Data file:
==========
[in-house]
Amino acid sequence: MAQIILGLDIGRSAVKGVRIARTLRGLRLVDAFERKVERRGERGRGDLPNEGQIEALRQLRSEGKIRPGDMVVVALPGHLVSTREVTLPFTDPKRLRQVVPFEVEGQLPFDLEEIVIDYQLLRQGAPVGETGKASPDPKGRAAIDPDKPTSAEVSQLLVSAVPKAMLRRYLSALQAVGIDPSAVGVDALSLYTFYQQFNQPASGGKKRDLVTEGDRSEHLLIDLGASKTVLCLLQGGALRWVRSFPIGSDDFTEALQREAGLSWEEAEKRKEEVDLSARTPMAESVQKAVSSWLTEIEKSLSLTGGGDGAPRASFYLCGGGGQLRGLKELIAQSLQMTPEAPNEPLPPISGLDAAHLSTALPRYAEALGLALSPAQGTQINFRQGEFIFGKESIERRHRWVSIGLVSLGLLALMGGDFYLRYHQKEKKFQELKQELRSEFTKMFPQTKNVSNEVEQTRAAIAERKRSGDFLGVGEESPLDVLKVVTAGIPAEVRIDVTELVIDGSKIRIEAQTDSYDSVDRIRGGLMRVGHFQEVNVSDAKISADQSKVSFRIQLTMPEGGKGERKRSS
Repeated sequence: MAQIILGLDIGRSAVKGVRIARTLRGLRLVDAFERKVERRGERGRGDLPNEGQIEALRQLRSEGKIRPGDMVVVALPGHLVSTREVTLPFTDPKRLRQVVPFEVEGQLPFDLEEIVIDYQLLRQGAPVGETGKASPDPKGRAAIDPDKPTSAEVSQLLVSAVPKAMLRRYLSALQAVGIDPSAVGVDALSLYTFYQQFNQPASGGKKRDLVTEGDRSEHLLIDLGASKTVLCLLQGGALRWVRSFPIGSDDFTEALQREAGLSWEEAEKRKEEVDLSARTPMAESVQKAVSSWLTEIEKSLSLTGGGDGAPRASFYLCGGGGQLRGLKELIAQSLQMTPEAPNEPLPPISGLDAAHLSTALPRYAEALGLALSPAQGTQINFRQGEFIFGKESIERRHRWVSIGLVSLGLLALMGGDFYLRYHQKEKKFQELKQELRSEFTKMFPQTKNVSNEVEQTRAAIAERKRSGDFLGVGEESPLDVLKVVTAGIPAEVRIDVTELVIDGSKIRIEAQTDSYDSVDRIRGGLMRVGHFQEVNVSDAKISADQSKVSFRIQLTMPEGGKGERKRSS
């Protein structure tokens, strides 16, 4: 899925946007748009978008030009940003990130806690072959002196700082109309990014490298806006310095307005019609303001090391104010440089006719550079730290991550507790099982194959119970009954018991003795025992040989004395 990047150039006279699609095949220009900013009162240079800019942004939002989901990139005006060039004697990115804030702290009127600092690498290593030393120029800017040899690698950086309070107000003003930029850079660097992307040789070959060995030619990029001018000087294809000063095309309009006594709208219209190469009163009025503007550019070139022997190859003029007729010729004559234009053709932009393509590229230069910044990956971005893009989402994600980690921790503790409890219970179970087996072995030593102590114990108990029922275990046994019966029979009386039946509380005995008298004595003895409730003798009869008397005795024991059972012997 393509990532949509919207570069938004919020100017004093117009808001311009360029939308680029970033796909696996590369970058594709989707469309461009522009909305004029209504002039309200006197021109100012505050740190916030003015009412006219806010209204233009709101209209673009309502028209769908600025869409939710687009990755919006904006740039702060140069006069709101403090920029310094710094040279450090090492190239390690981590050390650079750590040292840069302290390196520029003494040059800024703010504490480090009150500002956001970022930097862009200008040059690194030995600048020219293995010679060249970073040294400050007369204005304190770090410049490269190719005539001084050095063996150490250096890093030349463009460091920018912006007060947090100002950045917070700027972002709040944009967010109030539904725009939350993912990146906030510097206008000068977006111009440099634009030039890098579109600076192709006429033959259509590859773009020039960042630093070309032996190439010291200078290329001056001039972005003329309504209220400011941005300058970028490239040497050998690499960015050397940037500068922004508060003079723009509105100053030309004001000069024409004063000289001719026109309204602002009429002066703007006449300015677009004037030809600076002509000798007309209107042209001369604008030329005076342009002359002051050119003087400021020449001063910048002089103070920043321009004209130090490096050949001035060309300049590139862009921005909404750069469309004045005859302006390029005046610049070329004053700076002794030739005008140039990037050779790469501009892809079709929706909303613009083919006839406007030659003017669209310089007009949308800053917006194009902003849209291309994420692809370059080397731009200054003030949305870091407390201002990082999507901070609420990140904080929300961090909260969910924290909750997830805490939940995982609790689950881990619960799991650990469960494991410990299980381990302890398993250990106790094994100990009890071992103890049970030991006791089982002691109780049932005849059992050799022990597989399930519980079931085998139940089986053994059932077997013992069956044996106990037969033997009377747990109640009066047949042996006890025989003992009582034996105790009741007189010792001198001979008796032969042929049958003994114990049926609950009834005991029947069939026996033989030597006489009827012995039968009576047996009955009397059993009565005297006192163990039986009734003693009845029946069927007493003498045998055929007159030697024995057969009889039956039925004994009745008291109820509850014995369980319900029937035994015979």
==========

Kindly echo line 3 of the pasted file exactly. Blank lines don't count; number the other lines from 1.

Repeated sequence: MAQIILGLDIGRSAVKGVRIARTLRGLRLVDAFERKVERRGERGRGDLPNEGQIEALRQLRSEGKIRPGDMVVVALPGHLVSTREVTLPFTDPKRLRQVVPFEVEGQLPFDLEEIVIDYQLLRQGAPVGETGKASPDPKGRAAIDPDKPTSAEVSQLLVSAVPKAMLRRYLSALQAVGIDPSAVGVDALSLYTFYQQFNQPASGGKKRDLVTEGDRSEHLLIDLGASKTVLCLLQGGALRWVRSFPIGSDDFTEALQREAGLSWEEAEKRKEEVDLSARTPMAESVQKAVSSWLTEIEKSLSLTGGGDGAPRASFYLCGGGGQLRGLKELIAQSLQMTPEAPNEPLPPISGLDAAHLSTALPRYAEALGLALSPAQGTQINFRQGEFIFGKESIERRHRWVSIGLVSLGLLALMGGDFYLRYHQKEKKFQELKQELRSEFTKMFPQTKNVSNEVEQTRAAIAERKRSGDFLGVGEESPLDVLKVVTAGIPAEVRIDVTELVIDGSKIRIEAQTDSYDSVDRIRGGLMRVGHFQEVNVSDAKISADQSKVSFRIQLTMPEGGKGERKRSS